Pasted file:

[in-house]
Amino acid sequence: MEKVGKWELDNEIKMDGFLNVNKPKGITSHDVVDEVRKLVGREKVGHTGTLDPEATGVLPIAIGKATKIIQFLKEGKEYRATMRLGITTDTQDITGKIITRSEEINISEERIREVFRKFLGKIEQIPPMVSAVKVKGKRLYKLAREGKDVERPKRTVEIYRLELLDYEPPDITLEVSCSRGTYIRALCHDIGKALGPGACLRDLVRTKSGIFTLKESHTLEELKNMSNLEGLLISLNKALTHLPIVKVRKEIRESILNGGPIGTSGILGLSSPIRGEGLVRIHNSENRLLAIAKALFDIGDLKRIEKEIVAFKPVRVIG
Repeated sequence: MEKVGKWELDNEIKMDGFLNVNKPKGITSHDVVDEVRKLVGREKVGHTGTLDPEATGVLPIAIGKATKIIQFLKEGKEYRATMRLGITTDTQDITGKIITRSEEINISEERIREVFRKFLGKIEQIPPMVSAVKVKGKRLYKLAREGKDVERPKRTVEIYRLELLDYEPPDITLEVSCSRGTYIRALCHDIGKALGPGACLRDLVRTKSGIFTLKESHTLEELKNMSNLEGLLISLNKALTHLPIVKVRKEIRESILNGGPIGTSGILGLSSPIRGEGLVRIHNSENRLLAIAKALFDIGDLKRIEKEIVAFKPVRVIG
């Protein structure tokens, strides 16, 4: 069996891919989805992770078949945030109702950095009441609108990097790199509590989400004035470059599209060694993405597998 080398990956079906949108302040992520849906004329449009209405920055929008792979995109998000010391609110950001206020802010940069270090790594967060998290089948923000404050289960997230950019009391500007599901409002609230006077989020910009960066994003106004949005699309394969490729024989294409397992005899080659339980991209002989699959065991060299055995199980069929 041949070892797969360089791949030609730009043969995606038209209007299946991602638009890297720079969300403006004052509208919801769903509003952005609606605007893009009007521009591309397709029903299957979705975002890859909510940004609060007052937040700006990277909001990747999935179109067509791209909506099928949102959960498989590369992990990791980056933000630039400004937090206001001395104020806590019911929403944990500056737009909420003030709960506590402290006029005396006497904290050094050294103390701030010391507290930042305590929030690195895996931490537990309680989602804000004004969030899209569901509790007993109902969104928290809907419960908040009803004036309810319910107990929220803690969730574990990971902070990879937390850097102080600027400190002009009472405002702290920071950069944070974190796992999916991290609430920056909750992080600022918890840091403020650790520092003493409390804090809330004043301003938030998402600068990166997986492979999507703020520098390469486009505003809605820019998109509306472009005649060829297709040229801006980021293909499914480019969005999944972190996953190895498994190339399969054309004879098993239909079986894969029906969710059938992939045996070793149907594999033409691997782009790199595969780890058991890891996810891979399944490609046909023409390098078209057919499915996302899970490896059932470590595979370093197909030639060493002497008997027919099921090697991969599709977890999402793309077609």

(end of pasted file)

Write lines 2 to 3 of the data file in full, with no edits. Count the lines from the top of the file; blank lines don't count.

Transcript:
Amino acid sequence: MEKVGKWELDNEIKMDGFLNVNKPKGITSHDVVDEVRKLVGREKVGHTGTLDPEATGVLPIAIGKATKIIQFLKEGKEYRATMRLGITTDTQDITGKIITRSEEINISEERIREVFRKFLGKIEQIPPMVSAVKVKGKRLYKLAREGKDVERPKRTVEIYRLELLDYEPPDITLEVSCSRGTYIRALCHDIGKALGPGACLRDLVRTKSGIFTLKESHTLEELKNMSNLEGLLISLNKALTHLPIVKVRKEIRESILNGGPIGTSGILGLSSPIRGEGLVRIHNSENRLLAIAKALFDIGDLKRIEKEIVAFKPVRVIG
Repeated sequence: MEKVGKWELDNEIKMDGFLNVNKPKGITSHDVVDEVRKLVGREKVGHTGTLDPEATGVLPIAIGKATKIIQFLKEGKEYRATMRLGITTDTQDITGKIITRSEEINISEERIREVFRKFLGKIEQIPPMVSAVKVKGKRLYKLAREGKDVERPKRTVEIYRLELLDYEPPDITLEVSCSRGTYIRALCHDIGKALGPGACLRDLVRTKSGIFTLKESHTLEELKNMSNLEGLLISLNKALTHLPIVKVRKEIRESILNGGPIGTSGILGLSSPIRGEGLVRIHNSENRLLAIAKALFDIGDLKRIEKEIVAFKPVRVIG